Friday, September 18, 2009

Frankencycads and unraring the world's rarest plant

This is the Natal cycad, Encephalartos natalensis. Its a large Enceph similar to E. altensteinii reaching around 6 metres in trunk. It is also a tremendously variable species with a number of clearly identifiable local forms. In fact there are enough variants to make a CD catalogue of its forms necessary.

encephalartos natalensis3

E. natalensis is a widespread species and is common and popular in cultivation. Thousands of seedlings have been produced and there are also large colonies of wild plants on protected land in what is now known as KwaZululand, South Africa. It is arguable however that at least a few of the different forms should be split into separate species in which case some of these may prove to be endangered.

encephalartos natalensis

Which leads us on to the weird post title; E. natalensis has another claim to cycad fame. It seems to be the closest living relative of Encephalartos woodii which, as I have previously explained, is known only from a single male specimen and therefore is a) unable to reproduce sexually and b) a realistic contender for the title "rarest plant in the world".* In fact since they are so close, some have suggested the woodii plant is in fact a freakish outlier specimen of natalensis. Obviously a sample of one in this case makes genetic comparisons pointless. Another view put forward is that woodii originates as a wild hybrid between E. natalensis and E. ferox (of which more later). What everyone agrees on is that currently making seed of pure woodii is impossible and yet the cultivated woodii produce copious amounts of pollen so what to do? Well, a number of people have trod the obvious path and produced a plant like this:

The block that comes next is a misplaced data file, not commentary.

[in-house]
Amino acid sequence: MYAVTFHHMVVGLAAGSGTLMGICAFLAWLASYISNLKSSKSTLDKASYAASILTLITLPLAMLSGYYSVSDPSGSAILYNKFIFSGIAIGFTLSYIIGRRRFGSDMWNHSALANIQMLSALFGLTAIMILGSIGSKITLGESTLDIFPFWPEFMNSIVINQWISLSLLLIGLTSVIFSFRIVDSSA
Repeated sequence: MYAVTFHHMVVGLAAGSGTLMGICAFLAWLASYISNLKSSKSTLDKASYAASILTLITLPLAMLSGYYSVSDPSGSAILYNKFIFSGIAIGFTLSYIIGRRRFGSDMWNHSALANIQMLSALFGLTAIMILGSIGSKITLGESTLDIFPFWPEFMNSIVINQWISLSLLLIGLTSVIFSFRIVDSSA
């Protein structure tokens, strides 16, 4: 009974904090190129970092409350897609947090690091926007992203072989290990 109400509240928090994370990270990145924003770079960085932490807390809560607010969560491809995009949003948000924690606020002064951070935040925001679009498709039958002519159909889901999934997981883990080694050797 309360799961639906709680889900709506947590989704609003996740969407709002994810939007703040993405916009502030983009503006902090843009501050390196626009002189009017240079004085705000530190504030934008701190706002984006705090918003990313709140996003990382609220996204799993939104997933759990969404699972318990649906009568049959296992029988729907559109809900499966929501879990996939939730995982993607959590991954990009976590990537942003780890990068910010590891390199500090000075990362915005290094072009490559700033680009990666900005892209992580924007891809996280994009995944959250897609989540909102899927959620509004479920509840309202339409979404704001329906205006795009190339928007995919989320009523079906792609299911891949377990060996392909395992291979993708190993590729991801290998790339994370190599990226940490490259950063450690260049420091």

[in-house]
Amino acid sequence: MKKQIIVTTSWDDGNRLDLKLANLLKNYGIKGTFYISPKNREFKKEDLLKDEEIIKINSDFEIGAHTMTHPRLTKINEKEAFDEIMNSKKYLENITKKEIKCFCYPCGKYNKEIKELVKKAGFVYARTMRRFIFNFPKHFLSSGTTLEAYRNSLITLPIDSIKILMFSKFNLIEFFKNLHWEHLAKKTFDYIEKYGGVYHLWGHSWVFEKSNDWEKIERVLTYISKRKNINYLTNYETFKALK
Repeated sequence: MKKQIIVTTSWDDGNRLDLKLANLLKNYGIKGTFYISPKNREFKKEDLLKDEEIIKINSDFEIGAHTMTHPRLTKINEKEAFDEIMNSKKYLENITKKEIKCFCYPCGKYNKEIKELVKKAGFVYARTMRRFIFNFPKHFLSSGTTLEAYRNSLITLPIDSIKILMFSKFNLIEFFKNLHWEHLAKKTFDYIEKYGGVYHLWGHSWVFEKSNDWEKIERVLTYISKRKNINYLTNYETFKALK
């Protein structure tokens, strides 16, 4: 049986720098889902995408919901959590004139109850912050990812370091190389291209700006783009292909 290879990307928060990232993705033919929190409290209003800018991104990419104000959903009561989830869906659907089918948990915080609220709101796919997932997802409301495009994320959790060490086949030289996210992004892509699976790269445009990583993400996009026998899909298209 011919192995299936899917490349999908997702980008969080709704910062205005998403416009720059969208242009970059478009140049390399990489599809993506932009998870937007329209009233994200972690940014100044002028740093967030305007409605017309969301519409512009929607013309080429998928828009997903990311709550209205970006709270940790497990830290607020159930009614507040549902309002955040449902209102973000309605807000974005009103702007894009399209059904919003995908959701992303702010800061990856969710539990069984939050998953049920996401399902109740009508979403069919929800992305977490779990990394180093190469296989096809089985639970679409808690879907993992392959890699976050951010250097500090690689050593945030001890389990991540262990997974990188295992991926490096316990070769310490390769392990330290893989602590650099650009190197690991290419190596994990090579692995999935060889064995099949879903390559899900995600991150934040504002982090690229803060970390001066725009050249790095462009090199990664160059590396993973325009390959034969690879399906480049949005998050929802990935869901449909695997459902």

encephalartos natalensis x woodii

This is an F1 Encephalartos natalensis X woodii and as such would typically be midway between the two in genetic terms. The plan would be to pollinate the f1 females with woodii pollen to create an F2 generation of Encephalartos "natalensis X woodii" x woodii and continue backcrossing until you end up with a generation of seedlings that are genetically almost indentical to E. woodii.

encephalartos natalenis x woodii3

Of course such plants will never actually be woodii and the "rarity value" attaching to woodii remains. The value of "releasing" into the wild what we might term "genetically recreated woodiis" is questionable given the current plight of many other less commercially attractive Encephalartos regarding poaching. It is also I think ecologically questionable on additional grounds a) why not restore other similar species native to the region and b) what about the risk of genetically polluting those other similar species (including any hypothetical undiscovered wild female woodii). In fact I think the value of doing this at all from a restorative or scientific perspective is limited. However Encephalartos natalensis X woodii is an attractive plant with a great backstory which is ideal for horticultural marketing and can be used to take pressure off wild stocks of other species. In other words if anyone wants to give me one, I'd be more than happy to add it to my collection!

*It should be noted that Encephalartos relictus (the relict Encephalartos) is in the same position as E. woodii, ie extinct in the wild with all cultivated plants stemming from a single male individual. As it is less famous than woodii and less common in botanic gardens it is arguably rarer still than woodii

1 comment:

The Galloping Gardener said...

Stunning!! Wish I could grow these at home.